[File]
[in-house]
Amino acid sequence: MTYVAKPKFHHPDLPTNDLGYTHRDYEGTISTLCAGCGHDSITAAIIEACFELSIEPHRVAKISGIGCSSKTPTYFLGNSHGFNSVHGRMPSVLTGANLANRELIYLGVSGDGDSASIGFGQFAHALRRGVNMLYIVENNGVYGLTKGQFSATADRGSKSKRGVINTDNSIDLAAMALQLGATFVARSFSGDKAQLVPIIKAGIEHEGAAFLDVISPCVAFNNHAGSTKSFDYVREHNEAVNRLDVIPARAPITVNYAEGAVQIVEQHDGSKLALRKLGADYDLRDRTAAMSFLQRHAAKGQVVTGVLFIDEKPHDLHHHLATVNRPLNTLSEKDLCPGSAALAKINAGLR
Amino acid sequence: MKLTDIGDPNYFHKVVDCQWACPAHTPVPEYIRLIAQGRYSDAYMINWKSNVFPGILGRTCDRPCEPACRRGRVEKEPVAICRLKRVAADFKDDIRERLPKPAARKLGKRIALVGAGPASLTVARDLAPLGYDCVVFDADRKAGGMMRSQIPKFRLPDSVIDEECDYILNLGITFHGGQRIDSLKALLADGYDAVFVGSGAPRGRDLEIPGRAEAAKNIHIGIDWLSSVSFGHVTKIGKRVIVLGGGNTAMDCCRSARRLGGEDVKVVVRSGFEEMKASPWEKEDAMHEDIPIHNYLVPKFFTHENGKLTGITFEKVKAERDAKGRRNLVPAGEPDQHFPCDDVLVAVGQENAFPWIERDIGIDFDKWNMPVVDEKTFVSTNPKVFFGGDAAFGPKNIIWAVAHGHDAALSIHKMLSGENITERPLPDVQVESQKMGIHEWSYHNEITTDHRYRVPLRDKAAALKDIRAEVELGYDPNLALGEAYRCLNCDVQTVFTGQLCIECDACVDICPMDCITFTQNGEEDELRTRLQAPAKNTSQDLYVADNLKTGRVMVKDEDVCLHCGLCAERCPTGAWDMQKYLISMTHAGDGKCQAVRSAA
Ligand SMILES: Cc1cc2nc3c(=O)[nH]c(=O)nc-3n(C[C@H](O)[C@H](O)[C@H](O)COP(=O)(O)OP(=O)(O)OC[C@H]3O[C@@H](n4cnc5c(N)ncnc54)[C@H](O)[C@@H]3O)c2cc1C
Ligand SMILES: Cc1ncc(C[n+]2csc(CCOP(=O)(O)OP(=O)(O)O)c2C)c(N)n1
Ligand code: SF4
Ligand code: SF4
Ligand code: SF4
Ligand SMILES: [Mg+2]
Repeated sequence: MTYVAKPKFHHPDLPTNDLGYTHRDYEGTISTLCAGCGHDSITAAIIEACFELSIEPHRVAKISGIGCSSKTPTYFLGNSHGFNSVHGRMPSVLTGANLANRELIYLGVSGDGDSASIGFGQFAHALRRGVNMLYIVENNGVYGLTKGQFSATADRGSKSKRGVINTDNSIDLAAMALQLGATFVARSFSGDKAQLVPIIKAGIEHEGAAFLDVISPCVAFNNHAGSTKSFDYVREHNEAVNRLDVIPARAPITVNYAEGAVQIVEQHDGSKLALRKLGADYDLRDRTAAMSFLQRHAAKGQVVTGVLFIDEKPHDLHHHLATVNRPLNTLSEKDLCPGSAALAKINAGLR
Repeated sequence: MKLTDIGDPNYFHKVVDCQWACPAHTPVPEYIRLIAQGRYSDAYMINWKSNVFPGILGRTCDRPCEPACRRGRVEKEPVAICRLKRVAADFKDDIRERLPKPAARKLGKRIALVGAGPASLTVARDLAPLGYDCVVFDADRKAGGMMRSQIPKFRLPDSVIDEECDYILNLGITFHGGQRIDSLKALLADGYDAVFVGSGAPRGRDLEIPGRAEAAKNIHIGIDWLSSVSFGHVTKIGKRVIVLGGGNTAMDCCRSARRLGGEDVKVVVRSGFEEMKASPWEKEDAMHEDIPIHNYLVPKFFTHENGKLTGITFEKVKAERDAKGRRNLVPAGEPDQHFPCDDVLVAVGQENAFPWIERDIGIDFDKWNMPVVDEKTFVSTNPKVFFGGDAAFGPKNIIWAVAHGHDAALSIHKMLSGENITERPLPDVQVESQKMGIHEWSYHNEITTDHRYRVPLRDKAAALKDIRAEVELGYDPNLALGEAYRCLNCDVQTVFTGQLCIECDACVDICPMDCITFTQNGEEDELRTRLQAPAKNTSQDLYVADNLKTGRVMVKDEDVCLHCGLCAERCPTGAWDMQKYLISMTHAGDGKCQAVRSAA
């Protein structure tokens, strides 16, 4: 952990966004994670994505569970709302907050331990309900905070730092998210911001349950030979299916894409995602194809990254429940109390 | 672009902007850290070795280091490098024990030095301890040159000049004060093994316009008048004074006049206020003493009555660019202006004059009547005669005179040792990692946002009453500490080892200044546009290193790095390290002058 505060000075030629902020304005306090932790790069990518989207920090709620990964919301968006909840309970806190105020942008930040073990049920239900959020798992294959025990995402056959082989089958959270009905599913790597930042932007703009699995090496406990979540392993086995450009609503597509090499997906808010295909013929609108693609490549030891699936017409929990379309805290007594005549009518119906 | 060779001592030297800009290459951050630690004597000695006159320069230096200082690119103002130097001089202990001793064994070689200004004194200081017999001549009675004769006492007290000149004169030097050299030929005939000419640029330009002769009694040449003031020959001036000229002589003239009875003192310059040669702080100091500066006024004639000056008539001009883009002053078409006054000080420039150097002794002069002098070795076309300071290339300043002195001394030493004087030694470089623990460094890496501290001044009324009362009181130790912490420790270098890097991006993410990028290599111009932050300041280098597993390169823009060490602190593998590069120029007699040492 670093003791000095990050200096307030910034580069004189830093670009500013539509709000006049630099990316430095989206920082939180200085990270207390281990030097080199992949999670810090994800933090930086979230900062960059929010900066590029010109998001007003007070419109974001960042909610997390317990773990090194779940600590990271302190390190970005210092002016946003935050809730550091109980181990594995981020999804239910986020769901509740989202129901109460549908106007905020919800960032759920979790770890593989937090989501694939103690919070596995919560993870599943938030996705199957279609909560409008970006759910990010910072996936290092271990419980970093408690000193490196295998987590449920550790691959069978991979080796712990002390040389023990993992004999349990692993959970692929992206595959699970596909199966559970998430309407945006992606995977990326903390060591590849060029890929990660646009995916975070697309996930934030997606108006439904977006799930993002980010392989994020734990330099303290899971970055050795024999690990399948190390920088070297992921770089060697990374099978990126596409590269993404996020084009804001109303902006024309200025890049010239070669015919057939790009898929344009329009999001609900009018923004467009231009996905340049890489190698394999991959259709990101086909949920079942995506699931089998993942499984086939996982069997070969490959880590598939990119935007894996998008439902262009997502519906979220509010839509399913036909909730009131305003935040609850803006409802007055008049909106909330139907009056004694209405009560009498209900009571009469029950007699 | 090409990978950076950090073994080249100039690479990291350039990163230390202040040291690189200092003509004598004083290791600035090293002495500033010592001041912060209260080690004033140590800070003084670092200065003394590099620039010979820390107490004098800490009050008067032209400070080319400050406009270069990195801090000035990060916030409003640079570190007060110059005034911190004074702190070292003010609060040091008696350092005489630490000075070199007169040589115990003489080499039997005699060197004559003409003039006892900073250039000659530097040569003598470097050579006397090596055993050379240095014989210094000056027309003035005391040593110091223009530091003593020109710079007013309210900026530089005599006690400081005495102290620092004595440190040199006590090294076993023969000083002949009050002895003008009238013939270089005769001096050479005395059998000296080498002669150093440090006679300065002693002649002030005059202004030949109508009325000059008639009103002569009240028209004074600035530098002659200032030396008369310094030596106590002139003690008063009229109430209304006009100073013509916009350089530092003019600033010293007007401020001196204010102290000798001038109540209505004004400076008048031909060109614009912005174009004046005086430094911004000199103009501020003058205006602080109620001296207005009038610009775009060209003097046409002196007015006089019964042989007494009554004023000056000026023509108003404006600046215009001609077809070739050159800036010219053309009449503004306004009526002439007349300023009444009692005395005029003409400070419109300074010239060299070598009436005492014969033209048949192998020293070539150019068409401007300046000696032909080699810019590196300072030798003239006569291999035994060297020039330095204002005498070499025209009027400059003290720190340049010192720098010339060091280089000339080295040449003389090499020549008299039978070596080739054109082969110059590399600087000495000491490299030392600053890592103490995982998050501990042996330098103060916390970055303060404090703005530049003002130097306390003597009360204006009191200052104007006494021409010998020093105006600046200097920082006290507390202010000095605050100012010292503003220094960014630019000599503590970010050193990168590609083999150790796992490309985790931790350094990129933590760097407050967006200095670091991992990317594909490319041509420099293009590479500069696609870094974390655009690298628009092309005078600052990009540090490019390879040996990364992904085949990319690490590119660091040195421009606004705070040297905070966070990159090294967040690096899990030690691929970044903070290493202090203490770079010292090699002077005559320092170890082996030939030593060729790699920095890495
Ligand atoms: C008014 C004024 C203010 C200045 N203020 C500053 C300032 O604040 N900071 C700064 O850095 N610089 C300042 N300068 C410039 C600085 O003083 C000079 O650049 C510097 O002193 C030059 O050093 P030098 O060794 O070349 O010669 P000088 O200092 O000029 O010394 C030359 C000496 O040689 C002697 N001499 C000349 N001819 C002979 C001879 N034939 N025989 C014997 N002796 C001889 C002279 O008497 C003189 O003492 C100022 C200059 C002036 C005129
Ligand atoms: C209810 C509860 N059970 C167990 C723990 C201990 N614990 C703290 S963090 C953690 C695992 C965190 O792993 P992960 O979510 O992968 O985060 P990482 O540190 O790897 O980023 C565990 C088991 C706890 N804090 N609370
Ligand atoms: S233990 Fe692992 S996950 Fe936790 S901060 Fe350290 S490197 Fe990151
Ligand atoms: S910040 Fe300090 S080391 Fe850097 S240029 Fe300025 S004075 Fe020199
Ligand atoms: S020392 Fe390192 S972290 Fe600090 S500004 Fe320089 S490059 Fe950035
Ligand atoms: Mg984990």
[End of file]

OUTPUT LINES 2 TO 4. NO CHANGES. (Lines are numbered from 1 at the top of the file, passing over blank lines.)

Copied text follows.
Amino acid sequence: MTYVAKPKFHHPDLPTNDLGYTHRDYEGTISTLCAGCGHDSITAAIIEACFELSIEPHRVAKISGIGCSSKTPTYFLGNSHGFNSVHGRMPSVLTGANLANRELIYLGVSGDGDSASIGFGQFAHALRRGVNMLYIVENNGVYGLTKGQFSATADRGSKSKRGVINTDNSIDLAAMALQLGATFVARSFSGDKAQLVPIIKAGIEHEGAAFLDVISPCVAFNNHAGSTKSFDYVREHNEAVNRLDVIPARAPITVNYAEGAVQIVEQHDGSKLALRKLGADYDLRDRTAAMSFLQRHAAKGQVVTGVLFIDEKPHDLHHHLATVNRPLNTLSEKDLCPGSAALAKINAGLR
Amino acid sequence: MKLTDIGDPNYFHKVVDCQWACPAHTPVPEYIRLIAQGRYSDAYMINWKSNVFPGILGRTCDRPCEPACRRGRVEKEPVAICRLKRVAADFKDDIRERLPKPAARKLGKRIALVGAGPASLTVARDLAPLGYDCVVFDADRKAGGMMRSQIPKFRLPDSVIDEECDYILNLGITFHGGQRIDSLKALLADGYDAVFVGSGAPRGRDLEIPGRAEAAKNIHIGIDWLSSVSFGHVTKIGKRVIVLGGGNTAMDCCRSARRLGGEDVKVVVRSGFEEMKASPWEKEDAMHEDIPIHNYLVPKFFTHENGKLTGITFEKVKAERDAKGRRNLVPAGEPDQHFPCDDVLVAVGQENAFPWIERDIGIDFDKWNMPVVDEKTFVSTNPKVFFGGDAAFGPKNIIWAVAHGHDAALSIHKMLSGENITERPLPDVQVESQKMGIHEWSYHNEITTDHRYRVPLRDKAAALKDIRAEVELGYDPNLALGEAYRCLNCDVQTVFTGQLCIECDACVDICPMDCITFTQNGEEDELRTRLQAPAKNTSQDLYVADNLKTGRVMVKDEDVCLHCGLCAERCPTGAWDMQKYLISMTHAGDGKCQAVRSAA
Ligand SMILES: Cc1cc2nc3c(=O)[nH]c(=O)nc-3n(C[C@H](O)[C@H](O)[C@H](O)COP(=O)(O)OP(=O)(O)OC[C@H]3O[C@@H](n4cnc5c(N)ncnc54)[C@H](O)[C@@H]3O)c2cc1C